The liver specimen proved consistent with adenocarcinoma that had spread from a pancreatic primary. After recovering from surgery, ZR met with an oncologist, who told her that although chemotherapy might prolong her life slightly, no treatment could cure her disease. He suggested she get her “affairs in order.” In the official records, this physician wrote: “The patient’s prognosis is judged to be between 9 and 15 months at most.”
After recovering from surgery, ZR decided to seek out a second opinion at the Mayo Clinic in Rochester, Minnesota. When seen at Mayo in mid September, a CT scan revealed an enlarged pancreas, and blood studies indicated abnormal liver function tests. At the conclusion of his evaluation, the consulting oncologist wrote, in the official discharge summary:
I had a long discussion with her regarding treatment for her cancer. At the present time I would favor simply observation since we know of no known treatment that will necessarily prolong her life. Since she is feeling well at the present time I did not feel justified in making her symptomatic from the side effects of chemotherapy.
Fortunately, ZR learned of Dr. Kelley’s work from a local health food store owner, and shortly thereafter began treatment with him in December of 1982. She responded quickly, and within six months was back to working long days in the family business.
By the time I completed my study in 1987, Dr. Kelley had closed down his office and disappeared from sight. After I started my own practice, I lost touch with ZR until she referred a patient to me in the mid-1990’s. At that time she was in excellent health 15 years out from diagnosis, still following her prescribed diet and still taking pancreatic enzymes. I heard recently that she is still alive, still active, and still enjoying her life, now 24 years from her original Mayo confirmed diagnosis of metastatic adenocarcinoma of the pancreas.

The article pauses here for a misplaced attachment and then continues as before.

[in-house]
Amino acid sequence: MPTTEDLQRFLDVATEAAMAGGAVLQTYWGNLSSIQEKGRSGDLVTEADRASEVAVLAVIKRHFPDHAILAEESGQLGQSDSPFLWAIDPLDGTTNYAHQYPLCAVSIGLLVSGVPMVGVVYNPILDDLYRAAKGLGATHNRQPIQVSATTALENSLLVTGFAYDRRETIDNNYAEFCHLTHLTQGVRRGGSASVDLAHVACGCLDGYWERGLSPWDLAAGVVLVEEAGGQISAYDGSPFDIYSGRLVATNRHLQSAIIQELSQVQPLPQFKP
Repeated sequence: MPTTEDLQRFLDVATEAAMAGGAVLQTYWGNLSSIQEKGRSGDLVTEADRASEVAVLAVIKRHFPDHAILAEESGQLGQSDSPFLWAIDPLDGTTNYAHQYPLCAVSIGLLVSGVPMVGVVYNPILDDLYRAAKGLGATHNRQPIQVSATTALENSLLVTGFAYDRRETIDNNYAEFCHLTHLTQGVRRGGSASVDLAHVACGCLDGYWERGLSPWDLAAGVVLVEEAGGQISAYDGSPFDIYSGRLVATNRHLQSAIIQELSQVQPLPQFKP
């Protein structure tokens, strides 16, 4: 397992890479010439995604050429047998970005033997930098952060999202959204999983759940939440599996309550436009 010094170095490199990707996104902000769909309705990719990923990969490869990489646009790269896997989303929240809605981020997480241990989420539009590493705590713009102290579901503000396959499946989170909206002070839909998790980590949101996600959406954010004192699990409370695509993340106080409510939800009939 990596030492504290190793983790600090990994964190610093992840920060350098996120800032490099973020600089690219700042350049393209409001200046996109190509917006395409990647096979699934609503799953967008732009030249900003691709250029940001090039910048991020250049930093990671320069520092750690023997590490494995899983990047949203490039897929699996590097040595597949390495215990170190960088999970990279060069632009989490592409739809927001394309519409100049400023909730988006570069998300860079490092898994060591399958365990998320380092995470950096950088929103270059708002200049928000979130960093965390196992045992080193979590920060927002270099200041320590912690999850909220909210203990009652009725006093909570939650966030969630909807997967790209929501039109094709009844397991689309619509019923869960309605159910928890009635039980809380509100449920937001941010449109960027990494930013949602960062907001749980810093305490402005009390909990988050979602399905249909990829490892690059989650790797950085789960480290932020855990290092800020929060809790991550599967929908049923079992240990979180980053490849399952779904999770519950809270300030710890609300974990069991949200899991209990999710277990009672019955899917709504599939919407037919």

2. DeVita VT, Hellman S, Rosenberg SA. Cancer: Principles and practice of oncology, 6th Edition. Philadelphia: Lippincott Williams & Wilkins; 2001:1127.
3. Burris HA, Moore MJ, Andersen J, Green MR, Rothenberg ML, et al. Improvements in survival and clinical benefit with gemcitabine as first-line therapy for patients with advanced pancreas cancer: a randomized trial. J Clin Oncol. 1997;15:2403-13.[Abstract]
4. Gonzalez NJ, Isaacs LL. Evaluation of Pancreatic Proteolytic Enzyme Treatment of Adenocarcinoma of the Pancreas, With Nutrition and Detoxification Support. Nutr Cancer. 1999;33:117-24. [Abstract]